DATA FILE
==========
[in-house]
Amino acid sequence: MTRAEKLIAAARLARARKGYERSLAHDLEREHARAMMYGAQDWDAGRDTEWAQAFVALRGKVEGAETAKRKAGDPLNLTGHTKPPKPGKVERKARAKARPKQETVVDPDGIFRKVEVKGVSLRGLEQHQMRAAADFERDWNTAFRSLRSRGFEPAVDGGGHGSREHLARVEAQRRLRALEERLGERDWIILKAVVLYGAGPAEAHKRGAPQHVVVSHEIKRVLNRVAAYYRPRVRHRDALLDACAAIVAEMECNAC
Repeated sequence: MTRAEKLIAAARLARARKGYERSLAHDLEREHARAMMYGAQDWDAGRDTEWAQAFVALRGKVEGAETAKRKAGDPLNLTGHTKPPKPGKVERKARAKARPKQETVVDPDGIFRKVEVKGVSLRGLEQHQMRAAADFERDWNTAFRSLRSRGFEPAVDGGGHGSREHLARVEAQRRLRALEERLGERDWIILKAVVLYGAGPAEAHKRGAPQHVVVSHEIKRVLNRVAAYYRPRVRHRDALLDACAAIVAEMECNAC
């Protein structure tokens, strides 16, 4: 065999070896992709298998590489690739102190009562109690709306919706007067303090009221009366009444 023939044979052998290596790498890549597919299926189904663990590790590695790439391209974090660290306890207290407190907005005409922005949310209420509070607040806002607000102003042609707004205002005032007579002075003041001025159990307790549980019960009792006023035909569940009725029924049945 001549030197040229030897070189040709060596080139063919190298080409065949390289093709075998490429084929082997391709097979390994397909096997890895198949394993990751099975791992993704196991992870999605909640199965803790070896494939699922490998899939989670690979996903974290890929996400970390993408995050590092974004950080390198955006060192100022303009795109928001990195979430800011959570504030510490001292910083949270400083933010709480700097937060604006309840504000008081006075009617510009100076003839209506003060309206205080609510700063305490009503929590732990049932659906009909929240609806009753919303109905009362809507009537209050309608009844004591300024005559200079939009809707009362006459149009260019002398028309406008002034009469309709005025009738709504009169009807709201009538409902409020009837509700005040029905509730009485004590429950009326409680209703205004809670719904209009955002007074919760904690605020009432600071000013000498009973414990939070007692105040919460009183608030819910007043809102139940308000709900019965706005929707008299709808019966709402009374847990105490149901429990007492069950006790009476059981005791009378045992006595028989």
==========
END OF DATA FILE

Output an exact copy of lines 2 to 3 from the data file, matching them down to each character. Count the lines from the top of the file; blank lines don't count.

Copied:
Amino acid sequence: MTRAEKLIAAARLARARKGYERSLAHDLEREHARAMMYGAQDWDAGRDTEWAQAFVALRGKVEGAETAKRKAGDPLNLTGHTKPPKPGKVERKARAKARPKQETVVDPDGIFRKVEVKGVSLRGLEQHQMRAAADFERDWNTAFRSLRSRGFEPAVDGGGHGSREHLARVEAQRRLRALEERLGERDWIILKAVVLYGAGPAEAHKRGAPQHVVVSHEIKRVLNRVAAYYRPRVRHRDALLDACAAIVAEMECNAC
Repeated sequence: MTRAEKLIAAARLARARKGYERSLAHDLEREHARAMMYGAQDWDAGRDTEWAQAFVALRGKVEGAETAKRKAGDPLNLTGHTKPPKPGKVERKARAKARPKQETVVDPDGIFRKVEVKGVSLRGLEQHQMRAAADFERDWNTAFRSLRSRGFEPAVDGGGHGSREHLARVEAQRRLRALEERLGERDWIILKAVVLYGAGPAEAHKRGAPQHVVVSHEIKRVLNRVAAYYRPRVRHRDALLDACAAIVAEMECNAC